Architectural wonders

A friend forwarded to me this set of photographs of 30 architectural wonders from around the world.

#7 reminded me of Convex and Concave by M. C. Escher and made me wonder if it had been inspired by that.


  1. Ketil Tveiten says

    The obviously fake bookshelves (mostly bookcase-pattern wallpaper) kind of ruin that one, to be honest.

  2. jenorafeuer says

    The only one of those I’ve actually been to would be the Château Frontenac. There was actually an entire chain of hotels built along the Canadian Pacific Railway line in similar styles (the Royal York in Toronto, the Empress in Victoria… most of the still existing ones are under the ‘Fairmont’ brand name now, and the Frontenac is the oldest of them that’s still standing with most of its original structure intact. (The Banff Springs is slightly older, but a fire destroyed the older wooden half of the building almost a century ago, leaving the later stone and concrete extensions to rebuild from.)

    The Frontenac also has the advantage of geography with the cliff face overlooking the St. Lawrence River. Quebec City was one of the few real ‘walled cities’ in North America, originally built as a fortress to guard the entrance to the St. Lawrence Seaway, high on the cliffs to make it essentially impossible to attack from the sea. The hotel may have been built over a century after the British seized the city, but it was deliberately built to evoke the older European styles that the rest of the city had originally been built in.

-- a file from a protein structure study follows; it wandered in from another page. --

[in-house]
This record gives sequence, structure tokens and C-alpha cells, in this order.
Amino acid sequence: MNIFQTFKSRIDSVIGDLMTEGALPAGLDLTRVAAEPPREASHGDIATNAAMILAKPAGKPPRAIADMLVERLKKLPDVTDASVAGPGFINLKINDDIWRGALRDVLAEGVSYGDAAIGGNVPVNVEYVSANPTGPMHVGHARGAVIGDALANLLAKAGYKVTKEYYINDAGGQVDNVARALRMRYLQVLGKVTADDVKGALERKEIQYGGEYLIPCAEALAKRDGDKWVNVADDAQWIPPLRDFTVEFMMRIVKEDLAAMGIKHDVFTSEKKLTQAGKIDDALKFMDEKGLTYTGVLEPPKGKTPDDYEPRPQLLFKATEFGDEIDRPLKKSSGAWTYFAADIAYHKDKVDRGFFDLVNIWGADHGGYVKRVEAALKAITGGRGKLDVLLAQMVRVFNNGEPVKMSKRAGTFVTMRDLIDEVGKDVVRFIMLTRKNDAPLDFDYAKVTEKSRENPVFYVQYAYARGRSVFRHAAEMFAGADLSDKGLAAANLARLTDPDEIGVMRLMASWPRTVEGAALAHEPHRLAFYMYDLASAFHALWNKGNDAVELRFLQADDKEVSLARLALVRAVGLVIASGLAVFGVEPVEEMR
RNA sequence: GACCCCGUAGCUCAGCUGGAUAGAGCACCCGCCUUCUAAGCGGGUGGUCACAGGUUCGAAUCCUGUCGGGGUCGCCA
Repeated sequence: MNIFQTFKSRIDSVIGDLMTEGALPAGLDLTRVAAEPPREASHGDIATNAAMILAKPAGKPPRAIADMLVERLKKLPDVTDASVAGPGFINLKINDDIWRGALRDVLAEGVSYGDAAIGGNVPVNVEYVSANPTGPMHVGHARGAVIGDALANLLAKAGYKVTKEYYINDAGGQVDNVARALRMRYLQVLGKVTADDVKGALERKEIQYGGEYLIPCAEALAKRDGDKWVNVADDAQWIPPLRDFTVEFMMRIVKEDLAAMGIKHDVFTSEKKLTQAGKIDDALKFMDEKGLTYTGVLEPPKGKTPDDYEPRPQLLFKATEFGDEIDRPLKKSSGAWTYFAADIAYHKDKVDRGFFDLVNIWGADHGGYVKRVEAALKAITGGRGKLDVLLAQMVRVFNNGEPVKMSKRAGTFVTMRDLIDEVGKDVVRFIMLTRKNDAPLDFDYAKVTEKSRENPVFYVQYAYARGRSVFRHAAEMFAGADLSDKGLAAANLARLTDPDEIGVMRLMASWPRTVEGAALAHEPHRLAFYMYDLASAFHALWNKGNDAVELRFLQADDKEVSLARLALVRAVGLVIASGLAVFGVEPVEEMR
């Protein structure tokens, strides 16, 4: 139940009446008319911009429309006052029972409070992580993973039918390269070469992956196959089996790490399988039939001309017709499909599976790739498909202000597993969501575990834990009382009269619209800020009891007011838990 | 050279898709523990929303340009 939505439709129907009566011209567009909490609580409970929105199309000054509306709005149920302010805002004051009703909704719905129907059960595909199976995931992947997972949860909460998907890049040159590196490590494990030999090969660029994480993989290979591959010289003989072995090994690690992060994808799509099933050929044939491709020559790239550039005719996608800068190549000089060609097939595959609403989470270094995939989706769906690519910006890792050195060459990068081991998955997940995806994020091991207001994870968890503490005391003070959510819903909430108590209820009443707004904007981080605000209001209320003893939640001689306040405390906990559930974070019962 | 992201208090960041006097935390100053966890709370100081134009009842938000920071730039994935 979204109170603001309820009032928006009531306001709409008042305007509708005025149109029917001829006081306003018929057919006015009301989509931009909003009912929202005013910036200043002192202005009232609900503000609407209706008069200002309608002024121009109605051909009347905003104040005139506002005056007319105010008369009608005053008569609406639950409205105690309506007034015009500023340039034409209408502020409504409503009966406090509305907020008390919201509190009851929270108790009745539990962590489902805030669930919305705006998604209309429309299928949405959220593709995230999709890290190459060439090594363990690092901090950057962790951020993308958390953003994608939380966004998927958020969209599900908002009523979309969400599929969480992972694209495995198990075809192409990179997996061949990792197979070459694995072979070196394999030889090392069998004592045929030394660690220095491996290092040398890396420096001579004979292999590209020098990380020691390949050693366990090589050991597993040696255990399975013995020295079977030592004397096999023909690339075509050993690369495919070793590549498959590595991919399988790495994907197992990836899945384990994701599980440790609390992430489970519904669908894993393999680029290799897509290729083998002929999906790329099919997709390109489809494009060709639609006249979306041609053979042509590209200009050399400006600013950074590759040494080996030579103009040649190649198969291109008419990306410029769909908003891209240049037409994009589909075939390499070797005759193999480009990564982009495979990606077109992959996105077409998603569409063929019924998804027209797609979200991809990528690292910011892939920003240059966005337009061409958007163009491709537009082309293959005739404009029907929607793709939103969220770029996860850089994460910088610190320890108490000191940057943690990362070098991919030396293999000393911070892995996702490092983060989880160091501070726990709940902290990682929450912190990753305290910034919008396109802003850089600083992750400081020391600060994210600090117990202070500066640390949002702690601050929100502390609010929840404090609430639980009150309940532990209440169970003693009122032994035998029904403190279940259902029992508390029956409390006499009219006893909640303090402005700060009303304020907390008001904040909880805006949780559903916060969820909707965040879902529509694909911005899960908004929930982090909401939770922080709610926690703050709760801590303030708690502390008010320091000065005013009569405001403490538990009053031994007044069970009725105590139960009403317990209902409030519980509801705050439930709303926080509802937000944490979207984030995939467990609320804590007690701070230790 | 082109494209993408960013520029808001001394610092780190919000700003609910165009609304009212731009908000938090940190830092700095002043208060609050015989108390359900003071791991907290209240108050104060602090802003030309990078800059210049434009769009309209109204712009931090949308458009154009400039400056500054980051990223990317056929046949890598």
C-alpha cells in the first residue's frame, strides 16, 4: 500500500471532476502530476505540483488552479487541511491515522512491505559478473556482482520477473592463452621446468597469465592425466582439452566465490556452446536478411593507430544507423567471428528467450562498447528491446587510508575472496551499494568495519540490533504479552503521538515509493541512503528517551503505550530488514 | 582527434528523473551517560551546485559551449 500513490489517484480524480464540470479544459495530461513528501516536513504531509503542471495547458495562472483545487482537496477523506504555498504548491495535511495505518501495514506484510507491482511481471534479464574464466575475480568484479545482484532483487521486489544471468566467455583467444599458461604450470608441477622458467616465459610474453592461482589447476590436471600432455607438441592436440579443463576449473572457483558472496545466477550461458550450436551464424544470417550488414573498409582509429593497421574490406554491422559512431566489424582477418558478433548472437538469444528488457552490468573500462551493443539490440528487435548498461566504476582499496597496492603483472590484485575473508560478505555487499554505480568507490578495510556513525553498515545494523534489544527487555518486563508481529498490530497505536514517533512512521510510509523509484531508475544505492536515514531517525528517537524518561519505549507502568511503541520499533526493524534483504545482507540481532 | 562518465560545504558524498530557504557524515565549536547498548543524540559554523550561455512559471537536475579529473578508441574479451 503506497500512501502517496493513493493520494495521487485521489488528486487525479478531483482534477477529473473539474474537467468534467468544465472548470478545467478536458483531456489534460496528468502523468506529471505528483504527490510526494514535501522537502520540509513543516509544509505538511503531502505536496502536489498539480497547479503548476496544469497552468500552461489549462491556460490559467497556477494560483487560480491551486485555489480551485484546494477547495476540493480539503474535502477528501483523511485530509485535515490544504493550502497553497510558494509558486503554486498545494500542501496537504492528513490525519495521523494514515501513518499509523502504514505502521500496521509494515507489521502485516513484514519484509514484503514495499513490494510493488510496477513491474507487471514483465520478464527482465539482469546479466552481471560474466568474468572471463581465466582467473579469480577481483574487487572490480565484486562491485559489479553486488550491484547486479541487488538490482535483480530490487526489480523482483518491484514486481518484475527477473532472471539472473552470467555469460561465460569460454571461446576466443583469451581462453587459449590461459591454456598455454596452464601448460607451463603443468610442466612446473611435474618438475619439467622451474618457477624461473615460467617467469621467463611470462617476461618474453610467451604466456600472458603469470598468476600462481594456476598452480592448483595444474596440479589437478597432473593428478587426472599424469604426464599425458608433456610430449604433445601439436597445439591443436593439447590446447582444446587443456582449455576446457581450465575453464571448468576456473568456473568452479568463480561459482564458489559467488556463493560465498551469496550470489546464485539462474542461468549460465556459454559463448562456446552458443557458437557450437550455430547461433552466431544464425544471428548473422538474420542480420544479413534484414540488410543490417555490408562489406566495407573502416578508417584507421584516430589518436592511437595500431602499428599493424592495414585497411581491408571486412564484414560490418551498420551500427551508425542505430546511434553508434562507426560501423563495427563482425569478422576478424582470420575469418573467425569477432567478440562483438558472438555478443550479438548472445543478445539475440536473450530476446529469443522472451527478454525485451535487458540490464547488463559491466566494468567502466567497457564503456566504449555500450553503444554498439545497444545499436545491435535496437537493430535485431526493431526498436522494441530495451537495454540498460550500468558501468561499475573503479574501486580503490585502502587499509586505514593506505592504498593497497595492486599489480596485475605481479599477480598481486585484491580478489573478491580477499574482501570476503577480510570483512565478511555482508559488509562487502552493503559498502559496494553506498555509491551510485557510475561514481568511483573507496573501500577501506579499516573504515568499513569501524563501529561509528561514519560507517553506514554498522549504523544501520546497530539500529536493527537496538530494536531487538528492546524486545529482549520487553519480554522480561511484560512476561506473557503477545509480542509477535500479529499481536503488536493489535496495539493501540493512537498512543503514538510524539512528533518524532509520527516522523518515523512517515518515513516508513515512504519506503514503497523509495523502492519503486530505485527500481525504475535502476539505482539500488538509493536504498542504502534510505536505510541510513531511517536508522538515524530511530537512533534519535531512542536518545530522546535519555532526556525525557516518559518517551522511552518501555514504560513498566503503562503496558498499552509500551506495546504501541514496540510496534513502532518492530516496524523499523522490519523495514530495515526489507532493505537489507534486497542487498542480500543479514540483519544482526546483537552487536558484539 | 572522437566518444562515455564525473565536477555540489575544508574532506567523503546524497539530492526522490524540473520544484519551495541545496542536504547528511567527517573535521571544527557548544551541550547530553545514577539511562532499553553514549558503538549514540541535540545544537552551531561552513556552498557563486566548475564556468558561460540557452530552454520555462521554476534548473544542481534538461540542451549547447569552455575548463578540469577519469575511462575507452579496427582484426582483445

3. flex says

    Not to be pedantic, but a lot of these photos seem to be more about ornament than architecture.

    Not that I don’t like ornament.

  4. billseymour says

    #14 doesn’t say which Fox Theater; but that looks like it could be the one in my home town.  Back when I was in high school (class of ’64), it was a movie theater; but it was restored a few decades ago.  They even restored the old theater organ.

  5. Allison says

    A correction: #16 Niagara Mohawk Building Built In Art Deco Style, NYC
    is actually in Syracuse, NY, not NYC.

    It makes me wonder how many other inaccuracies are in that page.

  6. drken says

    I like #17, it has pancakes. Some of the others might too, but they make sure I know it.
    If #5 if where I think it is (Kyoto), then it’s usually full of tourists and the storefronts are all selling tacky souvenirs. I got a set of miniature samurai swords.
    #23 doesn’t count because it’s no longer there.
    @Allison #8. I guess they couldn’t find any good examples of Art Deco in NYC.

  7. rrutis1 says

    #8, I noticed the NiMo building attributed to the wrong city too. One thing though, I have driven by it many times and it never looked as good as that picture!

  8. sparrow says

    Bill @#12
    Apparently we share a hometown. But that is most definitely not the Fox you linked to in Atlanta. There were several such theatres built around the country almost a hundred years ago. I think only three or possibly four survive. The image in the linked article appears to be the Fox in St Louis.

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